Fungal and fire treatments were applied to seeds of Albizia julibrissin to simulate natural mechanisms of seed coat scarification. Seeds in unsterilized soil which contained natural microorganisms resulted in increased germination compared to seeds in sterilized media. Germination in cultures of Rhizoctonia, Fusarium, and Pythium indicated Rhizoctonia was most effective as a seed scarifier. Fire treatment at 1, 3, 5, and 10 seconds indicate that 1 second enhanced seed germination. Scanning electron micrographs of treated seed indicated that fungal hyphae alters the surface of the macrosclereid cells which may allow for imbibition of water. Seeds sub-jected to fire had large cracks in the macrosclereid layer.

Open Access
Authors: and

Abstract

Spine primordia of Mammillaria elongata are initiated in acropetal sequence, beginning on the abaxial side of the spiniferous meristem that occupies the summit of a young tubercle and continuing along either side until a single whorl is completed. If a central spine occurs, it is the last to be initiated and the first to begin elongation. Elongation of the whorled spines follows a basipetal sequence, the inverse of initiation. All elongated spines are at first erect, but the lateral ones become radially oriented as they appraoch maturity. Central spines remain erect and tilted slightly toward the shoot apex. The distal ends of many epidermal cells on developing spines bear conic projections that are most prominent along the median portions.

Open Access

Abstract

Intact shoot apex development of the carnation was studied with a scanning electron microscope using fresh tissue. Reproductive meristems were more resistant to desiccation from the hard vacuum and electron beam than vegetative meristems. Vegetative meristems, however, can be studied if the work is done quickly.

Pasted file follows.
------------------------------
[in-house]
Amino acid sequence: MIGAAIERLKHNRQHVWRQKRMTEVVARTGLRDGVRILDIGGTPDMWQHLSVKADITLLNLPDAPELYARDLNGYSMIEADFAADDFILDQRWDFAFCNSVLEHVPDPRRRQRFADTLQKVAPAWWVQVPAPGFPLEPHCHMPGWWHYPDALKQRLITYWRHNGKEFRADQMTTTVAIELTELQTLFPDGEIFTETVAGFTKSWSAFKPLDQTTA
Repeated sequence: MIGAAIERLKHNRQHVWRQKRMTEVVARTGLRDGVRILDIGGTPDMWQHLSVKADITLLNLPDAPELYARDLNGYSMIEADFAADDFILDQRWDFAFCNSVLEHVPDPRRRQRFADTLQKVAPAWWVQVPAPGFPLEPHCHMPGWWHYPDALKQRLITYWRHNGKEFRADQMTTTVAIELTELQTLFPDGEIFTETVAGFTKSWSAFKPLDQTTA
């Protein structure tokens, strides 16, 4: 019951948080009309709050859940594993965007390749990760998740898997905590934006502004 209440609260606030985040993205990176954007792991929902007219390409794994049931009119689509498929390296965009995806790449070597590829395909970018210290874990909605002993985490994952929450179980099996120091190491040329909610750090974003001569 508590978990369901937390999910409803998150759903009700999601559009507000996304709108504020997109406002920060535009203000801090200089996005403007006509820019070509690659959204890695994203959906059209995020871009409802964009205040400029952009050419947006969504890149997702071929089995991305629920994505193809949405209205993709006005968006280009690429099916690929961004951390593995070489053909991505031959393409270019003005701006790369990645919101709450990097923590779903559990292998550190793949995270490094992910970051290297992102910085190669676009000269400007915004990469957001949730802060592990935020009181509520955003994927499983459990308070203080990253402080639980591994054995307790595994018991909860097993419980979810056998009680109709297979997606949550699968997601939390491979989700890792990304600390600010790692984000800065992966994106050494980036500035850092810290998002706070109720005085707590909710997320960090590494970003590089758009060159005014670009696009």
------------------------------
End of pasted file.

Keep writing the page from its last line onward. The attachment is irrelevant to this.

Structural changes which occurred in the developing carnation shoot showed that leaf primordia are initiated in a circular whorl. Floral initiation was easily determined by the appearance of a flattened apex and a pentagonal whorl of sepal primordia. Subsequent centripetal initiation of flower parts was easily recognized and identified.

Open Access

Abstract

Nitrogen zinc nitrate solution was applied to 18 species of container-grown woody ornamentals to determine if Zn levels could be increased and related to increased growth and plant quality. In 13 species there was an increase in Zn concentration as compared to untreated plants. Quality was improved in 3 species without a related increase in Zn content. Fe and Mn concentrations were unaffected in most species and no phytotoxicity was observed.

Open Access

Abstract

Adaxial and abaxial leaflet surfaces of juvenile and adult pecan [Carya illinoensis (Wang.) K. Koch] leaves were characterized in relation to leaf age. Three types of trichomes were found. Nonglandular hairs (acicular and fasciculate) were the most common trichome type on juvenile-phase leaves and reached their greatest density on the abaxial surface of immature leaves. Peltate scales were present in two forms: vesicular scales and concave scales. The two were distinguished on the basis of size and shape. Both types were more common on the abaxial than the adaxial surface. The vesicular scales were more common on immature than mature leaves, whereas the occurrence of concave scales were unaffected by leaf age. Capitate glands were observed on the veins of immature leaves in both juvenile and adult phase. Laminai stomata of two sizes and unusual veinal stomata were observed, the latter being confined to the abaxial surface of immature leaves.

Open Access

Abstract

Four bromeliad species in the genus Neoregelia were studied by scanning electron microscopy (SEM) for morphological characteristics and density of trichomes that may influence absorptive capacities. Neoregelia trichomes were classically peltate, generally elliptic, exhibiting a web-like cap characteristic of the Bromelioideae. Minor variations were evident between species in morphology, density, and distribution. Copper from copper sulfate applied to leaf surfaces was absorbed and translocated as determined by atomic absorption spectrometry, but uptake was not related to trichome density as determined by SEM nondispersice technique.

Open Access